Skip to main content

Obama wasn't aware of the NSA's wiretaps on world leaders, says White House review

Obama wasn't aware of the NSA's wiretaps on world leaders, says White House review

Share this story

If you buy something from a Verge link, Vox Media may earn a commission. See our ethics statement.


A White House review claims that Barack Obama was unaware the National Security Agency was monitoring the communications of 35 world leadersThe Wall Street Journal reports that the White House cut off a number of phone-taps once it was made aware of the extent of the surveillance program, but that some remain in place because they are "providing intelligence of use to the US." Others are slated to be terminated soon.

The NSA had too many wiretaps to tell Obama about all of them

The review — initiated this summer — suggests that President Obama spent five years in office unaware that the NSA was spying on world leaders because the Agency's operations were too numerous for him to be informed about them all. The Wall Street Journal reports a senior US official as saying that "these decisions are made at NSA," and "the president doesn't sign off on this stuff." The WSJ also says that this protocol is now under review.

This claim corroborates President Obama's proclamation that he was unaware the NSA was bugging German chancellor Angela Merkel's phone. But German paper Bild am Sonntag reports the opposite, stating that not only was Obama aware of Merkel's phone-tap, but that he authorized it himself. NSA spokeswoman Vanee Vines called the story "false."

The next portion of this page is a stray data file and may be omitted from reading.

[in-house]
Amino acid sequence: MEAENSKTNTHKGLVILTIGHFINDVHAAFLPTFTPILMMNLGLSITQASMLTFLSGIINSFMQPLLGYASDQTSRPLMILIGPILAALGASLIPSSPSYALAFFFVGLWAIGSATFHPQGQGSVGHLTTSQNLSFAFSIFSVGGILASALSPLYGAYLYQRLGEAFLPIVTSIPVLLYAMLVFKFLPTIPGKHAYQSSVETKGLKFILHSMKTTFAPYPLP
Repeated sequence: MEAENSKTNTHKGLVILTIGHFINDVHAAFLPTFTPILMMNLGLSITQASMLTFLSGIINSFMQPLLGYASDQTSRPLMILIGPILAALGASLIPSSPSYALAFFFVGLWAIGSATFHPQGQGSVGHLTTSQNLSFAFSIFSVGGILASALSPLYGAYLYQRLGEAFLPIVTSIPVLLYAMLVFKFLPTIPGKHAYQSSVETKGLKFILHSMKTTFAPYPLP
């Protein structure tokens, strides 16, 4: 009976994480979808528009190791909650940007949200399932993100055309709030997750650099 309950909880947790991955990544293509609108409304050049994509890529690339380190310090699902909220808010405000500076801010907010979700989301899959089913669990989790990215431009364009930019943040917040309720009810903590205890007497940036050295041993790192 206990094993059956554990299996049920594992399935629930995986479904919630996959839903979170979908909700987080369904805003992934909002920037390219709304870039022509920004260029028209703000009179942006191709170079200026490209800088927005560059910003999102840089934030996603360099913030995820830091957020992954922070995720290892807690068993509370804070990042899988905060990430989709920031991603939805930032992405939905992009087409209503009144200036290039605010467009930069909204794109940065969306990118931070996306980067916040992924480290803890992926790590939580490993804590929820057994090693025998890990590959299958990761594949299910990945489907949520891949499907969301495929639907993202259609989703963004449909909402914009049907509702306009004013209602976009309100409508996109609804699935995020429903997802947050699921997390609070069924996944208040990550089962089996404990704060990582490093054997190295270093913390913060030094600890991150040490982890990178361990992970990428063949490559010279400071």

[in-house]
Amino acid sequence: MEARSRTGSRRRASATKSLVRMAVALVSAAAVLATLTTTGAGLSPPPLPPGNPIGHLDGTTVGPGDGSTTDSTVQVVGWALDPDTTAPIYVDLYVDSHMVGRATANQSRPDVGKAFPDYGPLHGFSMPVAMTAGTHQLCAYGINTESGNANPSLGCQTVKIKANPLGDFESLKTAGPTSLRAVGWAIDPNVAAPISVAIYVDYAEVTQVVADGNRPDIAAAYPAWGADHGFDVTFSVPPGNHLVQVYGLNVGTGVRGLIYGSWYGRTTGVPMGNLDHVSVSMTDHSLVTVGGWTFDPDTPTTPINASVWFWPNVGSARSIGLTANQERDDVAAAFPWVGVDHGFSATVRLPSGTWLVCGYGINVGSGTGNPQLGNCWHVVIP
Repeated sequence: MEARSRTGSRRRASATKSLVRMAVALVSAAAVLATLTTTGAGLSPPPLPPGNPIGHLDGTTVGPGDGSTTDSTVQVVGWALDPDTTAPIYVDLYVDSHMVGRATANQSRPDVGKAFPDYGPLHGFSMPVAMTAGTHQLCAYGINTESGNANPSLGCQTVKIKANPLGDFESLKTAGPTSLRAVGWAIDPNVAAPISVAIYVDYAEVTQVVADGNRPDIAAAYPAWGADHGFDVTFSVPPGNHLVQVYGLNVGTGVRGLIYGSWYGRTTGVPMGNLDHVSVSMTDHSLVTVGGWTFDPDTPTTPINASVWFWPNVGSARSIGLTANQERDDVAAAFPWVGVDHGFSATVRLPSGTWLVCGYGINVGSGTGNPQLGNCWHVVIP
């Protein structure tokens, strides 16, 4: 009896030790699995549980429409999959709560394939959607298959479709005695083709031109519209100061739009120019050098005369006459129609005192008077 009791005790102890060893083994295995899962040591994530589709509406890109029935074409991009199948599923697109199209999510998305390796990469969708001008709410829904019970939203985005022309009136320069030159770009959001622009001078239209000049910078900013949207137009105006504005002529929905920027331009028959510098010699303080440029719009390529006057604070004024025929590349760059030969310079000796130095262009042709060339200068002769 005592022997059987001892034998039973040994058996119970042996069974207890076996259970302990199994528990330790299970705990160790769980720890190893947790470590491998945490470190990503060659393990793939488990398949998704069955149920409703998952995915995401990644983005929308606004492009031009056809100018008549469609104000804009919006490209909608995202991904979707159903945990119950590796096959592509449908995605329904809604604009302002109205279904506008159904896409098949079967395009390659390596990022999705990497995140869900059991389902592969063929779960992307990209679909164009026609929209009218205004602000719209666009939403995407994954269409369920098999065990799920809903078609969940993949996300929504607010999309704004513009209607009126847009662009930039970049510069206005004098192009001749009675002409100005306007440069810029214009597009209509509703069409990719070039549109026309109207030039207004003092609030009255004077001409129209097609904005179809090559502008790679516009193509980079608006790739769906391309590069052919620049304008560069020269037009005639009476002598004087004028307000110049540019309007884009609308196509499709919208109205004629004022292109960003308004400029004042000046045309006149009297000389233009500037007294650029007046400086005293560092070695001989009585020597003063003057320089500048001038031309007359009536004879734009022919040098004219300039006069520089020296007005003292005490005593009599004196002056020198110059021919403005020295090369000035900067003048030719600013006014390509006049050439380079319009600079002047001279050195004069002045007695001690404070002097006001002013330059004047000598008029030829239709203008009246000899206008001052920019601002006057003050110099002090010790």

'Bild am Sonntag' reports that Obama authorized Merkel's phone-tap himself

The White House review — commissioned by the president in August — is ongoing, but so are the leaks of NSA documents that began in June. The latest, reported by Spain's El Mundo newspaper, suggests that the NSA logged more than 60 million phone calls in Spain during a single month in 2012, after the agency had previously denied collecting French call records. The BBC says the agency collected locations and the numbers involved, but not call content. Japan's Kyodo news agency also says that the NSA contacted it with the intention of wiretapping Asian fiber-optic cables to spy on regional communications traffic.

More revelations are expected as journalist Glenn Greenwald continues to report on the information leaked by Edward Snowden. Greenwald recently partnered with European newspapers to expose the NSA's covert actions in their home countries, and will be working with billionaire eBay co-founder Pierre Omidyar on a new journalistic venture in the near future.